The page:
5.      Building bridges with other diaspora organizations

6.      Attracting new  and high-target KCA membership

 

Qualifications:

1.      On-going studies in the relevant field, e.g., Organizational Management OR great interest in working in the leadership of a nonprofit organization.

2.      Deep interest and enthusiasm in diaspora matters and Kenyan current affairs

3.      Enthusiasm in attracting resources and accomplishing project goals

4.       Good communication skills, both writing and speech

5.      A team-builder, peace-maker in difficult times and a decisive leader

 

KCA signature projects:

The selected candidates will help to reinvigorate the organization through implementing and maintaining KCA’s flagship projects. These include: KCA Excellence Award, KCA Annual General Meeting and KCA Nyumbani Children’s Christmas Fund. Others are the Kenya Presidential Debates Institute, still in its formative stage.

 

Partnerships:

Executive Director Intern will help the BoT in maintaining and initiating partnerships. KCA believes in project-based partnerships with like-minded organizations to help achieve common goals. KCA is partner to the Partnership League for Africa’s Development (PLAD), an association of African diaspora leaders; and Kenya Diaspora Alliance (KDA), a federation of Kenya diaspora organizations.

 

Diaspora Diplomacy:

KCA seeks to renew and grow a robust field of Diaspora Diplomacy and Advocacy with our envoys and policy makers in Washington DC and beyond, towards meeting the aspirations of the greater diaspora and the development of Kenya.

 

KCA is a nonprofit 501(c)(3), in good standing, registered in Washington, DC and Rhode Island.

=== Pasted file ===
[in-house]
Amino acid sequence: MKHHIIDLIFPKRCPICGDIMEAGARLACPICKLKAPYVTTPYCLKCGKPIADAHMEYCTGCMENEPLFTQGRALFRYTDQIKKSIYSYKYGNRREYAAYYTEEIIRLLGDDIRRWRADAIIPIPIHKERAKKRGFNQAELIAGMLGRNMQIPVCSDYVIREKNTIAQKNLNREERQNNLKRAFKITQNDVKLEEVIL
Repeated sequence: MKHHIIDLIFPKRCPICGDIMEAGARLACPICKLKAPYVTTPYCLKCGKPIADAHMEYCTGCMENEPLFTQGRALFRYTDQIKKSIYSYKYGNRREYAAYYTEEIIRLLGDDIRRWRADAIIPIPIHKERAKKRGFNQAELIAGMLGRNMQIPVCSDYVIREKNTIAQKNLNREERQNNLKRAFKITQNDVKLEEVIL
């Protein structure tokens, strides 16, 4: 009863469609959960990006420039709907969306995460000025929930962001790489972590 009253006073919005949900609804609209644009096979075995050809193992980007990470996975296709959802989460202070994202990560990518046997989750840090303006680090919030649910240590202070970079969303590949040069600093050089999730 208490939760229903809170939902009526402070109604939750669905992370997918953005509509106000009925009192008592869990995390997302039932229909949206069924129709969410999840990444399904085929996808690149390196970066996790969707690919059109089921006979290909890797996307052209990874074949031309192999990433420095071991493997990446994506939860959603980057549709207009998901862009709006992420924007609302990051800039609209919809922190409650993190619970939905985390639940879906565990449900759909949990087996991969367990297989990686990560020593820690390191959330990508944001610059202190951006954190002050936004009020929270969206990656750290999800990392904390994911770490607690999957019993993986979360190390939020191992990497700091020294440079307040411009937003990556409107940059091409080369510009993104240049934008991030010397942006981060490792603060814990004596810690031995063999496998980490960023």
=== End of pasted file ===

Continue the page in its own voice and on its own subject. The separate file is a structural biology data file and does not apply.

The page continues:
We need a diaspora head-count

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ANNOUNCEMENT: ANNOUNCEMENT: ANNOUNCEMENT

KCA Leadership Elections coming soon

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Diaspora Count and Representation

 

March 2014

 

The Kenyan diaspora has now come of age to warrant need for legislated representation. This requires political action. But what is diaspora representation? Drawing from a framework in the Stanford Encyclopedia of Philosophy, it would entail:

 

  1. Some party that is representing 

Those representing diaspora include diaspora associations and their elected representatives; individuals who have acquired recognition as advocates of diaspora affairs by virtue of their activities in service to the diaspora; and offices and officials that have been empowered up by the government to serve the diaspora. In their separate capacities, these representative parties remain lacking either in resources, sustainable leadership, knowledge of who they represent, and legally empowering policies.

 

Legislated representation will help regulate the functioning of all these entities so that duplication of effort is eliminated, effective leadership is empowered, the flow of resources into legitimate organizations is increased, and tangible results from the representative parties are evaluated. Read more. 

 

Uhuru Government's Opportunity to End Blackout on Diaspora

One thing that seems to repeat itself is the continued blackout on diaspora, a legacy carried on from the previous government to the new one. Diaspora still remains a distant constituency of “those guys”, easily shoved and shafted, at best, thrown token representation.

In the past five years of the previous government, there was a diaspora representative at the Prime Minister’s office and another at the Ministry of Foreign Affairs. Whatever the efforts of these officials, neither one of them recorded any meaningful gains for the diaspora. For their high-profile and strategic placement, they were both a total let-down.  Read More

 

African diaspora remittances outweigh Western aid

Africans are helping themselves more than aid workers are, according to new research.

Analysis of cash flows by Hong Kong-based Ghanaian academic Adams Bodomo shows that Africans living outside the continent send more money home to their families than is sent by traditional Western aid donors in what is called Official Development Assistance (ODA).  Read more